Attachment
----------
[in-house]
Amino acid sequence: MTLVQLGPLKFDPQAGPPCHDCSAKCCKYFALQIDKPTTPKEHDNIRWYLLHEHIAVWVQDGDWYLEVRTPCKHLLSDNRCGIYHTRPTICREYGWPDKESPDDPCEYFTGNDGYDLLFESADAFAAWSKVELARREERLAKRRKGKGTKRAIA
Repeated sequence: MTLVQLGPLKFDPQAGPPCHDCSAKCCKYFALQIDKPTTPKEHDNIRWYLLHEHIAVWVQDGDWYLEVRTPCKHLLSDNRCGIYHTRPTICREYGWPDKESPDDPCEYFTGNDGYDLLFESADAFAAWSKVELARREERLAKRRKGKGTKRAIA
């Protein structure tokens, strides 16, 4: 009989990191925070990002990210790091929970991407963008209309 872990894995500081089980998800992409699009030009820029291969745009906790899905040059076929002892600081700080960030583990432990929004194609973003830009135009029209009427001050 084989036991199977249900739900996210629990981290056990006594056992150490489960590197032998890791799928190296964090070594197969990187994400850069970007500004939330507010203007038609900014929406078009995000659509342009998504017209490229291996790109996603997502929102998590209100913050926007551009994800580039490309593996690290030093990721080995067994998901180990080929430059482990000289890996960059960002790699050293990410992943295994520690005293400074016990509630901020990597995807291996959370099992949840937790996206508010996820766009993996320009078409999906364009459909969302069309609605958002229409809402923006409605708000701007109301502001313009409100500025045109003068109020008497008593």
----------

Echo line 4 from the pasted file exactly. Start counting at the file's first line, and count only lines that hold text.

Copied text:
């Protein structure tokens, strides 16, 4: 009989990191925070990002990210790091929970991407963008209309 872990894995500081089980998800992409699009030009820029291969745009906790899905040059076929002892600081700080960030583990432990929004194609973003830009135009029209009427001050 084989036991199977249900739900996210629990981290056990006594056992150490489960590197032998890791799928190296964090070594197969990187994400850069970007500004939330507010203007038609900014929406078009995000659509342009998504017209490229291996790109996603997502929102998590209100913050926007551009994800580039490309593996690290030093990721080995067994998901180990080929430059482990000289890996960059960002790699050293990410992943295994520690005293400074016990509630901020990597995807291996959370099992949840937790996206508010996820766009993996320009078409999906364009459909969302069309609605958002229409809402923006409605708000701007109301502001313009409100500025045109003068109020008497008593």